Along with its rich cultural heritage, India has also been known for its ever-increasing population. Although it is a very rare known fact to many, that Asia’s third-largest economy is ironically facing a severe decline in fertility rate. In our country, the lifestyle of the common man, especially the younger generation has changed to a great extent. And the same has shown side effects on the fertility of the couples. India’s fertility statistic has changed over the years.
In India, across communities (except Hindus and Muslims), the total fertility rate (TFR) has got affected and has fallen below the replacement rate. Replacement rate or also known as replenishment rate is that rate at which the population gets perfectly replaced or replenished from generation to generation. A TFR of about 2.2 is generally considered the replacement level
As per the latest data, India’s current TFR stands at 2.2. The TFR for India has drastically decreased from 4.97 during 1975-80 to 2.2 for the current period of 2015-20. As per the report projections, by 2025-30 it is expected to go down to 2.1 and a further decline to 1.86 during 2045-50 and 1.78 during the period of 2095-2100. The Jain community had the lowest TFR which was 1.2. It was found that wealth too had a negative correlation with TFR. The richest population stood at a TFR of 1.5 and the poorest one at 3.2, explaining the effect of lifestyle changes on fertility.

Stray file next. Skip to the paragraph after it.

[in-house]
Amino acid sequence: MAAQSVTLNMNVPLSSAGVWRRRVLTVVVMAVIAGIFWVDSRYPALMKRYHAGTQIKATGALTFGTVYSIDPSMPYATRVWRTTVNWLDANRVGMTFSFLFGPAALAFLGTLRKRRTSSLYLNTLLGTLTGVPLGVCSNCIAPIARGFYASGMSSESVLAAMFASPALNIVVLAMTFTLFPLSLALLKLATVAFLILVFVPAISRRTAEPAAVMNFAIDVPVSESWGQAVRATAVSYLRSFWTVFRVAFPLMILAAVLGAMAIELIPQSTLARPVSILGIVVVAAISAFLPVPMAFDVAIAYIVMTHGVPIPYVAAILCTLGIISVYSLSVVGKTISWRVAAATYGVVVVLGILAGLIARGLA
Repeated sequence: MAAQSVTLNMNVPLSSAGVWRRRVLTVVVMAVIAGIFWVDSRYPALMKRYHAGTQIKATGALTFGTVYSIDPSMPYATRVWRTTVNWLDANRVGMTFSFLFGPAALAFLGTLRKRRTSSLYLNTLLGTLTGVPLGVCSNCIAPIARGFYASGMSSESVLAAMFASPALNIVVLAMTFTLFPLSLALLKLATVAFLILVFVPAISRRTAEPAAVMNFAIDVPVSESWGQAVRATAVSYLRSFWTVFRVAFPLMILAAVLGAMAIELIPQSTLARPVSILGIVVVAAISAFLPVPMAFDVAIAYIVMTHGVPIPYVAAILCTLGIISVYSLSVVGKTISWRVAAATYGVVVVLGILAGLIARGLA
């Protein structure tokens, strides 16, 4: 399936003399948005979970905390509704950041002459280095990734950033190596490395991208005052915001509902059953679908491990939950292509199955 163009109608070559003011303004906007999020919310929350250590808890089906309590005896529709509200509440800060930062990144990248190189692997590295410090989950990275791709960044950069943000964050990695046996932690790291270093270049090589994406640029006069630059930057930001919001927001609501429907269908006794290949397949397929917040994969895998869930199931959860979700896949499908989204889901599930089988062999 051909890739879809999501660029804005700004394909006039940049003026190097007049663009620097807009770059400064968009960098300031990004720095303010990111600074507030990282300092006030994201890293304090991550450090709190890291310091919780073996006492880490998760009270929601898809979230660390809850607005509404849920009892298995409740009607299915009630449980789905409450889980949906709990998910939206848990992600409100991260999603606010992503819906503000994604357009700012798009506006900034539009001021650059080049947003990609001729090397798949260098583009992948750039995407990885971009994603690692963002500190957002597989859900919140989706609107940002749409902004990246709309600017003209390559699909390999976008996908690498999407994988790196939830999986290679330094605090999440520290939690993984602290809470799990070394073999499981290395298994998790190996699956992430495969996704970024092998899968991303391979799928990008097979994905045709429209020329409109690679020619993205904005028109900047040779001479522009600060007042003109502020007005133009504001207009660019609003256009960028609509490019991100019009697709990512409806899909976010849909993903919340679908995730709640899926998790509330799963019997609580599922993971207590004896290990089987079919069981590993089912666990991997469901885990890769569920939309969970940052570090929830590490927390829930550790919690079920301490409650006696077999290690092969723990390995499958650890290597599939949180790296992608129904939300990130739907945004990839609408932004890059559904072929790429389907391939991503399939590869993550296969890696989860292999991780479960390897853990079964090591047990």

As per the doctors, issues like increasing urbanization, hormonal changes, pressures due to the job, pollution, and delayed age of parenthood are some of the possible reasons for the decline in TFR in India. Also, it has been found that the problem of declining TFR isn’t gender-specific. Both male and female partners are equally responsible for the inability to conceive a child. Unawareness about fertility issues is also something India should focus on, as it indirectly adds to the problem of low TFR.
India, as of now has not been concerned much as far as population goes in mind, as it is already having a huge number to deal with. But other countries who are facing similar low TFR have taken a stride towards innovative solutions.